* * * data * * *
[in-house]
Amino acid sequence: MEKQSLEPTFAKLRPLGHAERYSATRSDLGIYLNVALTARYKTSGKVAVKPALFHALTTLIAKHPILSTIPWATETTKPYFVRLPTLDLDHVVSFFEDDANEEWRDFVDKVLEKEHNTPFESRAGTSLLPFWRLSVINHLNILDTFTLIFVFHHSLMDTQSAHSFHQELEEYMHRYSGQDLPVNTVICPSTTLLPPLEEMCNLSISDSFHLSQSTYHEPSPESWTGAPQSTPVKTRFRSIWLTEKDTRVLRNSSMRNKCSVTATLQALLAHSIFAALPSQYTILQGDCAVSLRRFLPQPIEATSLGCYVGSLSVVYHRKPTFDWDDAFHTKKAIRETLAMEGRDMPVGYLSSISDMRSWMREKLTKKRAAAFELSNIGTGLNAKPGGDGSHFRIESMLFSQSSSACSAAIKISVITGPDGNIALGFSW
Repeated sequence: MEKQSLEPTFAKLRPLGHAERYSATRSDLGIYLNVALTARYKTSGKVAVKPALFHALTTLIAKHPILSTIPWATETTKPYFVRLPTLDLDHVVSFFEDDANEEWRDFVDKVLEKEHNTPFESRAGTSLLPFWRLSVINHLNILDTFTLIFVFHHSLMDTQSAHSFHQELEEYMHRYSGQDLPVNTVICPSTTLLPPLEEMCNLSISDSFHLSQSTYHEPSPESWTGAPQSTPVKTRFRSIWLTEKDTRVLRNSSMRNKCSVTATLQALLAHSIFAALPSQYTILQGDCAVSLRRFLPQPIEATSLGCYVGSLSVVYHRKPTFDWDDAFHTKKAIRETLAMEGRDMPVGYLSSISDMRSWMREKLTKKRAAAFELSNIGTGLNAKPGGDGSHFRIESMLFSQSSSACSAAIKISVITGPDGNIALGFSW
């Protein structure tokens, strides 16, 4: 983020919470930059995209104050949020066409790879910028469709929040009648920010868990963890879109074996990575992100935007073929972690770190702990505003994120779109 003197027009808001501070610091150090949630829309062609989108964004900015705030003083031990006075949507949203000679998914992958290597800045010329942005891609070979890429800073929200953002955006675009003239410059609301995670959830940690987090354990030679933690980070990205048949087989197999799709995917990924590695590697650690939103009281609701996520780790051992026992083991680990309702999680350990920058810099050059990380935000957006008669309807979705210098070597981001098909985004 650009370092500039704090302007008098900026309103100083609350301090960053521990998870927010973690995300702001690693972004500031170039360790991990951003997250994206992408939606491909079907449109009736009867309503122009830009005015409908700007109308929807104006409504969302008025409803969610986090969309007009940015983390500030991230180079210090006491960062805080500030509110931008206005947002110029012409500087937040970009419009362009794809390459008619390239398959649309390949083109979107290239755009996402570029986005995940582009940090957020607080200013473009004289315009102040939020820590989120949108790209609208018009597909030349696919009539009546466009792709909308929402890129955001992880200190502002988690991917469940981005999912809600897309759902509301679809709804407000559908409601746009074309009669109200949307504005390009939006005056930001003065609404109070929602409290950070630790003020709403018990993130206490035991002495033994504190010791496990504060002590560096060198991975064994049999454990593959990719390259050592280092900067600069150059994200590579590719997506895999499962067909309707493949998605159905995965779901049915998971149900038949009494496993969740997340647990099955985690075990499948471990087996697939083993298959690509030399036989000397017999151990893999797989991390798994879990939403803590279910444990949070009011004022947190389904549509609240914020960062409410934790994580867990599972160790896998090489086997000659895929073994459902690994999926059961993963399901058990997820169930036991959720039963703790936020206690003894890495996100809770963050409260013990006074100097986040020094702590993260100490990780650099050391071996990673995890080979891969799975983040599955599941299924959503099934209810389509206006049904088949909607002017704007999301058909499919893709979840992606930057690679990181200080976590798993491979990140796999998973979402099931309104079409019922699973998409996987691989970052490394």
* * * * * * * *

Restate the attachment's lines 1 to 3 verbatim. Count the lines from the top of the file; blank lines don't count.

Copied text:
[in-house]
Amino acid sequence: MEKQSLEPTFAKLRPLGHAERYSATRSDLGIYLNVALTARYKTSGKVAVKPALFHALTTLIAKHPILSTIPWATETTKPYFVRLPTLDLDHVVSFFEDDANEEWRDFVDKVLEKEHNTPFESRAGTSLLPFWRLSVINHLNILDTFTLIFVFHHSLMDTQSAHSFHQELEEYMHRYSGQDLPVNTVICPSTTLLPPLEEMCNLSISDSFHLSQSTYHEPSPESWTGAPQSTPVKTRFRSIWLTEKDTRVLRNSSMRNKCSVTATLQALLAHSIFAALPSQYTILQGDCAVSLRRFLPQPIEATSLGCYVGSLSVVYHRKPTFDWDDAFHTKKAIRETLAMEGRDMPVGYLSSISDMRSWMREKLTKKRAAAFELSNIGTGLNAKPGGDGSHFRIESMLFSQSSSACSAAIKISVITGPDGNIALGFSW
Repeated sequence: MEKQSLEPTFAKLRPLGHAERYSATRSDLGIYLNVALTARYKTSGKVAVKPALFHALTTLIAKHPILSTIPWATETTKPYFVRLPTLDLDHVVSFFEDDANEEWRDFVDKVLEKEHNTPFESRAGTSLLPFWRLSVINHLNILDTFTLIFVFHHSLMDTQSAHSFHQELEEYMHRYSGQDLPVNTVICPSTTLLPPLEEMCNLSISDSFHLSQSTYHEPSPESWTGAPQSTPVKTRFRSIWLTEKDTRVLRNSSMRNKCSVTATLQALLAHSIFAALPSQYTILQGDCAVSLRRFLPQPIEATSLGCYVGSLSVVYHRKPTFDWDDAFHTKKAIRETLAMEGRDMPVGYLSSISDMRSWMREKLTKKRAAAFELSNIGTGLNAKPGGDGSHFRIESMLFSQSSSACSAAIKISVITGPDGNIALGFSW